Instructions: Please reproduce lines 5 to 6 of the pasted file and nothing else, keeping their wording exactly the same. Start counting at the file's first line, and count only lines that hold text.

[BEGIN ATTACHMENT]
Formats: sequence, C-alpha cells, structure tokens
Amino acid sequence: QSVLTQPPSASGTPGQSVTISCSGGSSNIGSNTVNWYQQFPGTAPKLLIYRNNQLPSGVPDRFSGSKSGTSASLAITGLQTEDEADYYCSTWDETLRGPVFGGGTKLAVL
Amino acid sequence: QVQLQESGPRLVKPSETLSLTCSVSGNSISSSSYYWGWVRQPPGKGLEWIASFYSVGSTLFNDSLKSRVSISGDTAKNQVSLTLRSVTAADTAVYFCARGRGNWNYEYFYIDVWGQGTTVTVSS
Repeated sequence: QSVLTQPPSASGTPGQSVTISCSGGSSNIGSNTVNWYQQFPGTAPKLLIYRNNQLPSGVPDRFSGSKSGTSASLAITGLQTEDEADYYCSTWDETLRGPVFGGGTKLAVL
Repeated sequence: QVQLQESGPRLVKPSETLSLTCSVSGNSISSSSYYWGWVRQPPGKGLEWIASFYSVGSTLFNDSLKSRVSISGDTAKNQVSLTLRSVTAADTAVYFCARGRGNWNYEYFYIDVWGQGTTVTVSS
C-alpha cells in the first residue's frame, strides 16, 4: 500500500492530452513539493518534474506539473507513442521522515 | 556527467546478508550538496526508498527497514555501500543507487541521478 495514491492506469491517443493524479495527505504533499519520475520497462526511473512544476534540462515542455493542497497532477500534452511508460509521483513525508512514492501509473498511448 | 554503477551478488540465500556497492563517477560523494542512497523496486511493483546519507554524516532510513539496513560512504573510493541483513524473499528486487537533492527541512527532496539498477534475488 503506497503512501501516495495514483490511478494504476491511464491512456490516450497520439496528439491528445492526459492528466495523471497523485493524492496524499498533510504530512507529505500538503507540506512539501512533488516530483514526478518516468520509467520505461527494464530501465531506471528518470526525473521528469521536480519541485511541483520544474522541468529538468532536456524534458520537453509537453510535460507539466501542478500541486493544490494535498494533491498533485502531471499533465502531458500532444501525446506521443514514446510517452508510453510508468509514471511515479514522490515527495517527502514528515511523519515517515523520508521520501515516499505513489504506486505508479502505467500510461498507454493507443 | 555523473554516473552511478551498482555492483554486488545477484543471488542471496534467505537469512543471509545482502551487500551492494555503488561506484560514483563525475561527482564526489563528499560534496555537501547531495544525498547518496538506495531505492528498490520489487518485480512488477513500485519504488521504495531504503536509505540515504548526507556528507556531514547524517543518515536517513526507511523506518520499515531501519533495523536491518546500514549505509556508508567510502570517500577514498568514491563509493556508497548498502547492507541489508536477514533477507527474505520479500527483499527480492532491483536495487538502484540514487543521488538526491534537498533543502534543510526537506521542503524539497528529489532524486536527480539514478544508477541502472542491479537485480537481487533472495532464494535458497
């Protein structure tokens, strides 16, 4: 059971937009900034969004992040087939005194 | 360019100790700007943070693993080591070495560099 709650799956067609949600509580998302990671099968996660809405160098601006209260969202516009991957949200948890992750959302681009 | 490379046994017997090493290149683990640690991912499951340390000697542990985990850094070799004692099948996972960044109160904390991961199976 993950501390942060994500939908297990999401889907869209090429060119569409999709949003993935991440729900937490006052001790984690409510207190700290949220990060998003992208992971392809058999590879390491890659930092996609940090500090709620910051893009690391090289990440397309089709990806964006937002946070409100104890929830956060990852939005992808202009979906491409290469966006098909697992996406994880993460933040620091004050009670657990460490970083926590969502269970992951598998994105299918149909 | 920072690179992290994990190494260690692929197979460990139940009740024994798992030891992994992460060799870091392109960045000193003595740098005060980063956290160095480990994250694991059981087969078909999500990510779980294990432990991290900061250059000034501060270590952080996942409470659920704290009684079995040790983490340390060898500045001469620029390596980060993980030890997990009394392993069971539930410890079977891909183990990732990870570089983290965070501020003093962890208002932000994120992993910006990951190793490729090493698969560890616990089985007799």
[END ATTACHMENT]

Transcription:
Repeated sequence: QVQLQESGPRLVKPSETLSLTCSVSGNSISSSSYYWGWVRQPPGKGLEWIASFYSVGSTLFNDSLKSRVSISGDTAKNQVSLTLRSVTAADTAVYFCARGRGNWNYEYFYIDVWGQGTTVTVSS
C-alpha cells in the first residue's frame, strides 16, 4: 500500500492530452513539493518534474506539473507513442521522515 | 556527467546478508550538496526508498527497514555501500543507487541521478 495514491492506469491517443493524479495527505504533499519520475520497462526511473512544476534540462515542455493542497497532477500534452511508460509521483513525508512514492501509473498511448 | 554503477551478488540465500556497492563517477560523494542512497523496486511493483546519507554524516532510513539496513560512504573510493541483513524473499528486487537533492527541512527532496539498477534475488 503506497503512501501516495495514483490511478494504476491511464491512456490516450497520439496528439491528445492526459492528466495523471497523485493524492496524499498533510504530512507529505500538503507540506512539501512533488516530483514526478518516468520509467520505461527494464530501465531506471528518470526525473521528469521536480519541485511541483520544474522541468529538468532536456524534458520537453509537453510535460507539466501542478500541486493544490494535498494533491498533485502531471499533465502531458500532444501525446506521443514514446510517452508510453510508468509514471511515479514522490515527495517527502514528515511523519515517515523520508521520501515516499505513489504506486505508479502505467500510461498507454493507443 | 555523473554516473552511478551498482555492483554486488545477484543471488542471496534467505537469512543471509545482502551487500551492494555503488561506484560514483563525475561527482564526489563528499560534496555537501547531495544525498547518496538506495531505492528498490520489487518485480512488477513500485519504488521504495531504503536509505540515504548526507556528507556531514547524517543518515536517513526507511523506518520499515531501519533495523536491518546500514549505509556508508567510502570517500577514498568514491563509493556508497548498502547492507541489508536477514533477507527474505520479500527483499527480492532491483536495487538502484540514487543521488538526491534537498533543502534543510526537506521542503524539497528529489532524486536527480539514478544508477541502472542491479537485480537481487533472495532464494535458497